I really wanted to love The Lone Ranger…
Most of us grew up watching the original black and white (the final season in color) TV series starring good guy, Clayton Moore as the masked ex-Texas Ranger who, accompanied by his faithful Indian sidekick Tonto, played by Jay Silverheels, fought injustice in the American Old West. From the first stirring stanzas of “The William Tell Overture” to the cries of “Heigh Ho Silver, away!” we loved those episodes.
Popular from radio shows, books and movie serials, the long running western – from 1946 to 1957 – kept us glued to the screen in anticipation of the next 30 minute installment. Now a big screen version is out, starring Armie Hammer (“The Social Network”, “Mirror Mirror”) and Johnny Depp but the resemblance leaves much to be desired.
The Walt Disney Company has assembled their “Pirates of the Caribbean” dream team – Depp, producer Jerry Bruckheimer, and director Gore Verbinski to try to do for westerns what they have done for pirate movies – create a clever new franchise.
Since Johnny Depp has top billing it should come as no surprise that Tonto won’t be staying in the background murmuring “Yes Kemosabi.” Depp (wearing somewhat disturbing white makeup) jumps into the role of the spirit warrior with both moccasins, drolly and adroitly matching the masked man, move for move, with a dry and deadpan delivery that is almost reminiscent of Buster Keaton. That’s the good news.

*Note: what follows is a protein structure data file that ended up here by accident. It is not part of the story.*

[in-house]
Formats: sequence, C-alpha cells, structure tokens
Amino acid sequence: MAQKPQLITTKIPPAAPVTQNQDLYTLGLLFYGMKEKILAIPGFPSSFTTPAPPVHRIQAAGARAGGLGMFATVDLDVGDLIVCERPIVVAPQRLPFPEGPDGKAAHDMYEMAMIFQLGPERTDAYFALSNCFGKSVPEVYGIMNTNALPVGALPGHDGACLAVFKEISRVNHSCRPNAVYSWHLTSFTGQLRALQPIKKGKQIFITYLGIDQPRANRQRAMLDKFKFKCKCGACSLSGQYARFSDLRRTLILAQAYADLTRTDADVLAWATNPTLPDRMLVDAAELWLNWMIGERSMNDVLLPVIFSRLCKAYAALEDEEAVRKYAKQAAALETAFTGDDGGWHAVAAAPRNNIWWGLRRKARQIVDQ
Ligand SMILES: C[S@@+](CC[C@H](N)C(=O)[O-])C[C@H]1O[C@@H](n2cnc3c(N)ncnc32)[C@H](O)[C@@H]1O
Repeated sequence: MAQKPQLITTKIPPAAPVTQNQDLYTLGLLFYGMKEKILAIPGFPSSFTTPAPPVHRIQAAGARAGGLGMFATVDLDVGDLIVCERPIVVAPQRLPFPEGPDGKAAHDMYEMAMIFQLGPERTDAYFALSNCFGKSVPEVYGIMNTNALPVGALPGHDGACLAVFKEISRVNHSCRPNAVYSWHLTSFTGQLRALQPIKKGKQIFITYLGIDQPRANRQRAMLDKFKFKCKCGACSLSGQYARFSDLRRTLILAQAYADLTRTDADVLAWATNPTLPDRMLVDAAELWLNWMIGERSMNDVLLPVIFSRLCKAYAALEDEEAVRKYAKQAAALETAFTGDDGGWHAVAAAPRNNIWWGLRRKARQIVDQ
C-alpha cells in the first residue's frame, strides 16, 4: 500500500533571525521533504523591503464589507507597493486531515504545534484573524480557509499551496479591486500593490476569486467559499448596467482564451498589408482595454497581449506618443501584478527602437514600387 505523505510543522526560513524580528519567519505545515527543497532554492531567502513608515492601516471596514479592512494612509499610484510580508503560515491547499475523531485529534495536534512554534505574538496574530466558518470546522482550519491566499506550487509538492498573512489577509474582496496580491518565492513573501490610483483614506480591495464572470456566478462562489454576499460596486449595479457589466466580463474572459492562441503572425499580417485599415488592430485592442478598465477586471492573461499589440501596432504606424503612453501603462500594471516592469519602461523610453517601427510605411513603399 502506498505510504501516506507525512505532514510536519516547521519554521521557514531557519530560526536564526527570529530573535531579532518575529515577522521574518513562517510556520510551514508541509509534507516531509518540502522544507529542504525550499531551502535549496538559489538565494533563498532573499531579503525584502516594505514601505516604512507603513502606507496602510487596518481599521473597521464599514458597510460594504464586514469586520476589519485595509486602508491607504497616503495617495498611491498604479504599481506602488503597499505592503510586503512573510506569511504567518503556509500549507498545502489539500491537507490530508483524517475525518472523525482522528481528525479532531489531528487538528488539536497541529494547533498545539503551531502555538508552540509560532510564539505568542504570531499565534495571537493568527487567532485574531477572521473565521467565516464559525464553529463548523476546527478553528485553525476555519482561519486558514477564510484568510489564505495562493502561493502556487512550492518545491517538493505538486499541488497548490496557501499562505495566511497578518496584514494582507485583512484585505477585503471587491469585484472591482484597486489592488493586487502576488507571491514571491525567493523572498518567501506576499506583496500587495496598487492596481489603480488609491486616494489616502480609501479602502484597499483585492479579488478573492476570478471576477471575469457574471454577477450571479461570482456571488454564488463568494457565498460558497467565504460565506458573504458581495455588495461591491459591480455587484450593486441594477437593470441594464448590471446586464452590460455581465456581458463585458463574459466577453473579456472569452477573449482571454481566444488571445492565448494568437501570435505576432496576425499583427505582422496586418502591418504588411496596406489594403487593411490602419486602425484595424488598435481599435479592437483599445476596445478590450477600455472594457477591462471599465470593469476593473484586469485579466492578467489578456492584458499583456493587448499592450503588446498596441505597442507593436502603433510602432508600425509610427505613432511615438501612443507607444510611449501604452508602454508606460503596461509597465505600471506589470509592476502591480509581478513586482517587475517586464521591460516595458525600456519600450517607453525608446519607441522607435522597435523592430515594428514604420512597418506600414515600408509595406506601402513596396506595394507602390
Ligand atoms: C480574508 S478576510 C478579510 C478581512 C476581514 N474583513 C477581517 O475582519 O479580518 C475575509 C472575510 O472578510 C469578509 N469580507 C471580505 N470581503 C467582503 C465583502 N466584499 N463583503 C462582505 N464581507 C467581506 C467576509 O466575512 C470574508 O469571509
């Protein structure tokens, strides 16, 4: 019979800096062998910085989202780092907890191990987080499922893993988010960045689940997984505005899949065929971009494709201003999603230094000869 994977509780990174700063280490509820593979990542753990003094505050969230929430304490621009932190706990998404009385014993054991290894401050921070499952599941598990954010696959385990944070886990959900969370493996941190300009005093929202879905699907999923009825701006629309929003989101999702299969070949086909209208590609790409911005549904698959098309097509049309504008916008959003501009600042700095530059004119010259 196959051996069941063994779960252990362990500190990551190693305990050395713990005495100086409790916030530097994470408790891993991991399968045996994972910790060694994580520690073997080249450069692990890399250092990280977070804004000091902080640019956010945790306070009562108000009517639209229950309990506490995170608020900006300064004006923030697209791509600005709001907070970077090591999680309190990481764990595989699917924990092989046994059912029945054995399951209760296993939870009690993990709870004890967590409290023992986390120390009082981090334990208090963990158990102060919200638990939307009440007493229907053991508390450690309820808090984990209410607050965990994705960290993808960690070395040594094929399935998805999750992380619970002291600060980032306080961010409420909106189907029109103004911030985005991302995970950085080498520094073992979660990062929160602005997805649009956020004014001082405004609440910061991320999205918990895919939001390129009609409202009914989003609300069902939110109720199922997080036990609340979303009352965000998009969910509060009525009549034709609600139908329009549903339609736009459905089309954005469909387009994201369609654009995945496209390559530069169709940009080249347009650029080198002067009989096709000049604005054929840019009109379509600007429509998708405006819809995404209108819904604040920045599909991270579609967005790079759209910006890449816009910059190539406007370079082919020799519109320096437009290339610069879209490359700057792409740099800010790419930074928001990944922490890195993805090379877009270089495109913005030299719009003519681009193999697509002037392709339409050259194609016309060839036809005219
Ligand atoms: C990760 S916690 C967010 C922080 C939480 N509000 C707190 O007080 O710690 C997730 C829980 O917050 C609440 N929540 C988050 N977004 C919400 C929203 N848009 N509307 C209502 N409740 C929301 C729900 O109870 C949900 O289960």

Hammer as the earnest lawyer, pressed into service as a Texas Ranger, turned heroic vigilante, has the thankless role of having to appear pretty and be a foil for Depp. To be fair, he does have movie matinee good looks, and the only thing in the desert that is whiter than his hat are his teeth. The only so-so supporting cast includes Tom Wilkinson as a corrupt railroad man, Helena Bonham Carter (once again saving the budget thousands of dollars in hair styling costs) as a flame haired madame, and an unrecognizable William Fichtner, as the beyond horrific bad guy, Butch Cavandish.
Although “The Lone Ranger” is a natural choice for a summer blockbuster, with the requisite thrills and laughs, it faces huge competition at the box office, and is thisclose to being a good film. Why? The film clocks in at just under 2 ½ hours. There was a reason the earlier serial versions were 30 minutes long, the action was fun and fast, and kept you eagerly anticipating the next episode.
The Bottom Line: The original black-and-white serials are alive and well and living on DVD. This might be a great time to gather the kids and grandkids and show them what life was like before color TV.
2 hr. 29 min. Rated PG-13 (for sequences of intense action and violence, and some suggestive material)